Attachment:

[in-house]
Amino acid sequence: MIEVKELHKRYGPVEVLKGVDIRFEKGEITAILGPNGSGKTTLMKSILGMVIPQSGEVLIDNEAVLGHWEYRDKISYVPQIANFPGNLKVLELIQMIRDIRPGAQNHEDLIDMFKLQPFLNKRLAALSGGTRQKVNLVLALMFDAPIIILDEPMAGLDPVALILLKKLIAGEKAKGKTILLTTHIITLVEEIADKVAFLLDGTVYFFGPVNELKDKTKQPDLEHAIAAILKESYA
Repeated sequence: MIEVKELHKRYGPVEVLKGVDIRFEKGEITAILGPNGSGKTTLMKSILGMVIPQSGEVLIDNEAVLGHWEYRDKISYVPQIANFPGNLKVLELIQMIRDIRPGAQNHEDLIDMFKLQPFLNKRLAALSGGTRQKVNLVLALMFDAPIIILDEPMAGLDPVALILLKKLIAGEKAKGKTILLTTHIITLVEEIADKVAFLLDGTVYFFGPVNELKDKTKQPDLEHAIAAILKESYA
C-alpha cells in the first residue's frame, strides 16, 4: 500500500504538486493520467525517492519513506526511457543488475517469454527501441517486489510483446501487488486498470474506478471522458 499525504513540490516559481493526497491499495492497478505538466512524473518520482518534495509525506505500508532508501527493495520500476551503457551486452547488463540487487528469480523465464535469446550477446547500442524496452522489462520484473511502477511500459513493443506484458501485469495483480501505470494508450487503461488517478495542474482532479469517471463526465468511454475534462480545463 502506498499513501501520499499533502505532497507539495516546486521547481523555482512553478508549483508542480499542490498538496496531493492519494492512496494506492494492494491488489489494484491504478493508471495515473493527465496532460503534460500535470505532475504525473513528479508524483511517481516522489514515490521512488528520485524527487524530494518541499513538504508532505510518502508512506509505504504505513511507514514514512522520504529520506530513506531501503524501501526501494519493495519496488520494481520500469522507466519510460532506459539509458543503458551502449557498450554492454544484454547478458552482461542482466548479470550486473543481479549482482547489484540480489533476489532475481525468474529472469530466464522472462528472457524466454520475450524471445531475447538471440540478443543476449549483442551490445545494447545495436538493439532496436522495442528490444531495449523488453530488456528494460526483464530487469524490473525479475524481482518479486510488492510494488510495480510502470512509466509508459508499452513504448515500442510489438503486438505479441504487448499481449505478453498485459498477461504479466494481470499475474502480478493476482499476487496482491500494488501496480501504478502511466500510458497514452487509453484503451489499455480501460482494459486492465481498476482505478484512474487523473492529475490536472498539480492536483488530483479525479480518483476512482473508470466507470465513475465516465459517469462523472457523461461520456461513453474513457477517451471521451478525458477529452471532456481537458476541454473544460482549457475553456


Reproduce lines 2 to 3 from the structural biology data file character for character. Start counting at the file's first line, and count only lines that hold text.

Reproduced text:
Amino acid sequence: MIEVKELHKRYGPVEVLKGVDIRFEKGEITAILGPNGSGKTTLMKSILGMVIPQSGEVLIDNEAVLGHWEYRDKISYVPQIANFPGNLKVLELIQMIRDIRPGAQNHEDLIDMFKLQPFLNKRLAALSGGTRQKVNLVLALMFDAPIIILDEPMAGLDPVALILLKKLIAGEKAKGKTILLTTHIITLVEEIADKVAFLLDGTVYFFGPVNELKDKTKQPDLEHAIAAILKESYA
Repeated sequence: MIEVKELHKRYGPVEVLKGVDIRFEKGEITAILGPNGSGKTTLMKSILGMVIPQSGEVLIDNEAVLGHWEYRDKISYVPQIANFPGNLKVLELIQMIRDIRPGAQNHEDLIDMFKLQPFLNKRLAALSGGTRQKVNLVLALMFDAPIIILDEPMAGLDPVALILLKKLIAGEKAKGKTILLTTHIITLVEEIADKVAFLLDGTVYFFGPVNELKDKTKQPDLEHAIAAILKESYA